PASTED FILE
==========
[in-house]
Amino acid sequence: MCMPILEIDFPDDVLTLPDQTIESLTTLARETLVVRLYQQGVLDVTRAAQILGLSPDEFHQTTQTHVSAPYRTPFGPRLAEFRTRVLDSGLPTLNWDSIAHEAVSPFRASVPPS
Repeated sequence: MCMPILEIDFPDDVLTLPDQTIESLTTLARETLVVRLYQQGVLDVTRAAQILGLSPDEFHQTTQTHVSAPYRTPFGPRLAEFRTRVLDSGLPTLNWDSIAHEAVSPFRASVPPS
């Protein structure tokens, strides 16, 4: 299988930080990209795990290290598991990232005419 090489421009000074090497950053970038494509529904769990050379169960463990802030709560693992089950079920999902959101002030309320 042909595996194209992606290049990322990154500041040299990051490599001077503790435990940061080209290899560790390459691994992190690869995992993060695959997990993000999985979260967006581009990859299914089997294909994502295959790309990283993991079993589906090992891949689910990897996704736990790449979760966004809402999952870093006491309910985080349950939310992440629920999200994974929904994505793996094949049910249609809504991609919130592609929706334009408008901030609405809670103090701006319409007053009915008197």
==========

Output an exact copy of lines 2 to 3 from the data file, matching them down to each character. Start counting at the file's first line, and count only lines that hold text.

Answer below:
Amino acid sequence: MCMPILEIDFPDDVLTLPDQTIESLTTLARETLVVRLYQQGVLDVTRAAQILGLSPDEFHQTTQTHVSAPYRTPFGPRLAEFRTRVLDSGLPTLNWDSIAHEAVSPFRASVPPS
Repeated sequence: MCMPILEIDFPDDVLTLPDQTIESLTTLARETLVVRLYQQGVLDVTRAAQILGLSPDEFHQTTQTHVSAPYRTPFGPRLAEFRTRVLDSGLPTLNWDSIAHEAVSPFRASVPPS